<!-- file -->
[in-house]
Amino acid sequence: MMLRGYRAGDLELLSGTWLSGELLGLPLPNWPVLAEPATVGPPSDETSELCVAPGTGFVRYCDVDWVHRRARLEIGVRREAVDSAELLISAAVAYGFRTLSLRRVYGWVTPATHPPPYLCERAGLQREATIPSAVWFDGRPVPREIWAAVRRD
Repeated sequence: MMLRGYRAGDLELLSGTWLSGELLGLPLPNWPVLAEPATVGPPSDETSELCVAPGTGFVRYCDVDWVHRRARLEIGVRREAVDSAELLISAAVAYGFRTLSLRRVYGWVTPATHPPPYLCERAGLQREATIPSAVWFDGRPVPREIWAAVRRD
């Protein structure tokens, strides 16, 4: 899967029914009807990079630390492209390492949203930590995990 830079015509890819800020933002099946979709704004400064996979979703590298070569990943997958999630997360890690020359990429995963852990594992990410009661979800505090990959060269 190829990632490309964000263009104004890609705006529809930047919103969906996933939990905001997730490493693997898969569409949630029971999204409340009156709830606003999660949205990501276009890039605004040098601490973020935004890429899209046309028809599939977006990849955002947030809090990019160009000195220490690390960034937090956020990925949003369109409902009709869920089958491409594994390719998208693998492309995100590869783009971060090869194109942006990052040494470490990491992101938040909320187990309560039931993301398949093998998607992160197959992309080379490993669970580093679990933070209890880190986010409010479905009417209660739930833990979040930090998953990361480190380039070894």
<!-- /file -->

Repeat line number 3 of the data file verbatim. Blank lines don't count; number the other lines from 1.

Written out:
Repeated sequence: MMLRGYRAGDLELLSGTWLSGELLGLPLPNWPVLAEPATVGPPSDETSELCVAPGTGFVRYCDVDWVHRRARLEIGVRREAVDSAELLISAAVAYGFRTLSLRRVYGWVTPATHPPPYLCERAGLQREATIPSAVWFDGRPVPREIWAAVRRD